Scientists from Leipzig University recently discovered an enzyme that they say can degrade PET in record time, via a process known as biological recycling. Within 16 hours, the enzyme reportedly causes PET to decompose by 90%. What is the true potential of this solution, how can it be scaled, and how could it fit in with existing recycling methods? The leader of the project, Dr Christian Sonnendecker, tells us more.
To start us off, could you introduce the solution to our readers, explain what it is, and tell us (in layman’s terms) how it actually works?
The building blocks of PET are connected via ester bonds, which can be cleaved by a hydrolysis reaction. However, a high energy barrier prevents hydrolysis under ambient conditions. Enzymes are biocatalysts, which means they can reduce the activation energy and thus represent an alternative to breaking down PET into its monomers under rather mild reaction conditions.
Several polyester-degrading enzymes are already known and have been characterized. Only a few candidates show sufficiently high activity to completely degrade thermoform PET packaging within a reasonable time. We isolated a further promising and highly active enzyme, designated PHL7.
I imagine that the R&D process behind the solution was fairly extensive. Could you give us some insights into how this method came about? How was the project funded?
Prof. Dr. Zimmermann is one of the pioneers in this research area. In the last 20 years, his research group developed polyester hydrolases for applications in the textile and laundry industry and more recently their use in plastic waste recycling processes. Projects were funded by national sources (BMBF, DBU) and the EU (P4SB, MIPLACE).
We are presently looking for thermostable enzymes and a compost heap provides both a high temperature as well as decomposed plant matter to host suitable microbes. By extracting the DNA from an environmental sample, we can specifically look for the desired genes and fish them out.
In your view, where does this solution fit in alongside existing plastic waste streams, like mechanical and chemical recycling?
Enzymatic recycling is similar to chemical recycling, just using a biocatalyst. It is still not clear if the process can be run economically compared to the established recycling methods. However, a low energy consumption, high selectivity, and the possibility to engineer the biocatalyst further make the enzymatic approach a promising option for tertiary PET recycling.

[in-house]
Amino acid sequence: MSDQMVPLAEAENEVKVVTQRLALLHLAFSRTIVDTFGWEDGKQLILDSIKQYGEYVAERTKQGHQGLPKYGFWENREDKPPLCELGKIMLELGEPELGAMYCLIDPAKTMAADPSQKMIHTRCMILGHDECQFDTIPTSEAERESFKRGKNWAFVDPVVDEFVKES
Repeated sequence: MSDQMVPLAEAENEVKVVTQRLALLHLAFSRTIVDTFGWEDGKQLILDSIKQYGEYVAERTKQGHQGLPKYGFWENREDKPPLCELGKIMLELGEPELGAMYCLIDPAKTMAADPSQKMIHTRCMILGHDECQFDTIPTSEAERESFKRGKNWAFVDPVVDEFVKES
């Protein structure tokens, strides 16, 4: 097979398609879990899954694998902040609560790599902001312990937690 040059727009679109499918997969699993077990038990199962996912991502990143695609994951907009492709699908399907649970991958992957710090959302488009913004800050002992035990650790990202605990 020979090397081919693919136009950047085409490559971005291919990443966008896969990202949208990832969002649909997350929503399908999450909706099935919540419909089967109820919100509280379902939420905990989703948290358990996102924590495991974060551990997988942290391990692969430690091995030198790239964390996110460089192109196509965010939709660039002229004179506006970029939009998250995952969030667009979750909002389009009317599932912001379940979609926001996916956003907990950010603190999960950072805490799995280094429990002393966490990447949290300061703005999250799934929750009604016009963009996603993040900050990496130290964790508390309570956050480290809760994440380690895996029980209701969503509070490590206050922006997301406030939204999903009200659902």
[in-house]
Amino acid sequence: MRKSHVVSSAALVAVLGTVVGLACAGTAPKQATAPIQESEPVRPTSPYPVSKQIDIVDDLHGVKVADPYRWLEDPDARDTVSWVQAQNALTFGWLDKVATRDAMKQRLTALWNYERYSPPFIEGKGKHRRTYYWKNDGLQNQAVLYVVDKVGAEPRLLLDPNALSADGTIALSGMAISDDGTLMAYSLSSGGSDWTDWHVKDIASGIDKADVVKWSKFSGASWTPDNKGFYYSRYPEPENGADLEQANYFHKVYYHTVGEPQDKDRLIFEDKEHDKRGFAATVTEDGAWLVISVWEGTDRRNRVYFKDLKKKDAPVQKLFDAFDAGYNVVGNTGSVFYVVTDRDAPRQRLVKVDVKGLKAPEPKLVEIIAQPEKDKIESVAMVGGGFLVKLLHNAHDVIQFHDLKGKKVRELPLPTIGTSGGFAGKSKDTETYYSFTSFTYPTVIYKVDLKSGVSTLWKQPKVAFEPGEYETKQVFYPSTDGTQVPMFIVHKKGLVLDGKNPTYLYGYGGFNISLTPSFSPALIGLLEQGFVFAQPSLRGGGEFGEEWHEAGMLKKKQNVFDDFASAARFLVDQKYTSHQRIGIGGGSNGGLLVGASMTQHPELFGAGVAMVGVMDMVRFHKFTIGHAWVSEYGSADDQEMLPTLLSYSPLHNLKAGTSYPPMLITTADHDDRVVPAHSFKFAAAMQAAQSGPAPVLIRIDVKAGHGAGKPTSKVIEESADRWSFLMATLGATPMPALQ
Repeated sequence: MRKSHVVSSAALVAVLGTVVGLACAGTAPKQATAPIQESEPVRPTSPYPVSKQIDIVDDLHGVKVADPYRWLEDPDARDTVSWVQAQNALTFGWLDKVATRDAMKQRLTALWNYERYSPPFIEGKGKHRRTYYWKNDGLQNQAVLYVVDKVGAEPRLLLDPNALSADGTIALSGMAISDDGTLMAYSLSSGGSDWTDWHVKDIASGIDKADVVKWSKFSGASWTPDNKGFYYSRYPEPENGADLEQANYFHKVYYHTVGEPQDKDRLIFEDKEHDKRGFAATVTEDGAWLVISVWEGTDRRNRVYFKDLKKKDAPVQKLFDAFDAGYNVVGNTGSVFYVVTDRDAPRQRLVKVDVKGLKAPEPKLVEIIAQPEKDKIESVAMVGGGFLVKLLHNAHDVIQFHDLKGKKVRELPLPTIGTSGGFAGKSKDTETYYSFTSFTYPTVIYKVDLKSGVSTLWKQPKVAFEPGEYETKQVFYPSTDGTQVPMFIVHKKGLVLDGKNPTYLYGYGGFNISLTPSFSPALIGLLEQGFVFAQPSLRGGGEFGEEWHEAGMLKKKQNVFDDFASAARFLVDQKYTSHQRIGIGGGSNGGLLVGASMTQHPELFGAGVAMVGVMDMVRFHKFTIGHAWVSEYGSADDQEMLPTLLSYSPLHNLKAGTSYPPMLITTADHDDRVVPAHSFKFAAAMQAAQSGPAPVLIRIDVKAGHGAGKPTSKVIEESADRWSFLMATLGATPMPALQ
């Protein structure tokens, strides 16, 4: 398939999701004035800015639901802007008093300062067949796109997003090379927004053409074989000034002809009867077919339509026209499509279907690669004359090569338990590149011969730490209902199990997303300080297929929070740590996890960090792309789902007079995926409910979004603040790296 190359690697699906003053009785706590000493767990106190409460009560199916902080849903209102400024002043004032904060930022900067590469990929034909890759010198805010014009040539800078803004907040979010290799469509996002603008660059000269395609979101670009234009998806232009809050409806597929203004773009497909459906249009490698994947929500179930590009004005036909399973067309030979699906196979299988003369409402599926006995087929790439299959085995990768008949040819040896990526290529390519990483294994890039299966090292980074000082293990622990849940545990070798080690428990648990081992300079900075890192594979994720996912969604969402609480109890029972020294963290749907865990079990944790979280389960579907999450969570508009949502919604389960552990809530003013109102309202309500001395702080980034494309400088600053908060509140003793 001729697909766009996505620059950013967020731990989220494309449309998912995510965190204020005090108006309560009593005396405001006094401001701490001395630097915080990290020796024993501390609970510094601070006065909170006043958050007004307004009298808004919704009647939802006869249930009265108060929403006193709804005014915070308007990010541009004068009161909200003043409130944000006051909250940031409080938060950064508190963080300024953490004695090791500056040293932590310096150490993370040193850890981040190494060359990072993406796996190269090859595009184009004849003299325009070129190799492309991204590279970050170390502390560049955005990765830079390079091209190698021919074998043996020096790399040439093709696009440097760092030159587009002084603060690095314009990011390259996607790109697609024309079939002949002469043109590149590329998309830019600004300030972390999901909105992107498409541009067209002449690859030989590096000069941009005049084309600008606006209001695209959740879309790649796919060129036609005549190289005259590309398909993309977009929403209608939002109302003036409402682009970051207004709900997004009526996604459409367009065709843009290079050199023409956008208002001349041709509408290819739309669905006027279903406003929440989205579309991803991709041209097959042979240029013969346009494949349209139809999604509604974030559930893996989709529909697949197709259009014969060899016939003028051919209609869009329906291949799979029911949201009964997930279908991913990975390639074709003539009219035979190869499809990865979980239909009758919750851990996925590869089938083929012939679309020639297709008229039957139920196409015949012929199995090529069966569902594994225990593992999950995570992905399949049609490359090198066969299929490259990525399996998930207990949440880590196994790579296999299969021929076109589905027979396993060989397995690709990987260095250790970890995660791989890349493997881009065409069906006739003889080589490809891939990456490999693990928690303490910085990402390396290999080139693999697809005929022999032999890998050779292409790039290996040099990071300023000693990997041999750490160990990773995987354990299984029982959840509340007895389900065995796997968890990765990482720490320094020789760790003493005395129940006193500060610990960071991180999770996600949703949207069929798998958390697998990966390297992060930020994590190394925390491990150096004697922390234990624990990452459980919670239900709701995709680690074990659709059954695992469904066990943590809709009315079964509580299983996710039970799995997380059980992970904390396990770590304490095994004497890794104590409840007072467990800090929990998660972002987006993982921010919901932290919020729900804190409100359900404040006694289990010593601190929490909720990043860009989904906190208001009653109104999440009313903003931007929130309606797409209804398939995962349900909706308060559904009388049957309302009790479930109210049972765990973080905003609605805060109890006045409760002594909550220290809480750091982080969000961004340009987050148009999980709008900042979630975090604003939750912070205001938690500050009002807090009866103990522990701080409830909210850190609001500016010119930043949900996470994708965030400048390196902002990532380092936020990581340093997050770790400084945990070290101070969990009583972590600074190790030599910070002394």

Mechanical recycling is a downcycling process since the product quality is reduced with each cycle. Chemical and enzymatic recycling have the advantage to close the plastic production cycle by recovering the monomers which can be used for synthesis again thereby becoming independent on fossil resources.
However, chemical recycling is energy-intensive and requires large volumes of waste streams to operate economically while biocatalytic recycling can be scaled for specific applications and requires very small energy input.
A few innovations like this have been in the news recently – why haven’t they been scaled yet? What are the challenges around this?
The research area has made huge progress within the last 15 years, coming from weeks to days and now already to hours to completely degrade typical PET packaging waste materials. Carbios, a French company, has already a pilot-plant running to evaluate the process at a larger scale, but it appears that the process is still not economic. A huge challenge is that the enzymes can only degrade amorphous PET like thermoform containers, while biaxially stretched PET (e.g. beverage bottles) cannot be directly degraded by the enzyme. Here, Carbios is using an energy-intense pretreatment.
On that note, how is your organisation going about scaling your particular method?
We recently scaled the process up to a 1-litre system. Here, we have already learned a lot that will guide us in future reactor designs. We are also working with industry partners within the EU project ENZYCLE to further develop the recycling process.
What does the future hold for this innovation and biological recycling in general?
Regarding biological recycling, we are presently limited to polyester-based plastics such as PET as suitable substrates. No enzymatic process is available for the recycling of more recalcitrant plastics such as polyethylene or polystyrene which form a considerable part of the global plastic waste.
Biocatalytic recycling of post-consumer PET may well find applications for the recycling of “difficult” plastic waste, for example multi-layer food packaging which cannot be processed by other methods and is currently burned or ends up in the environment.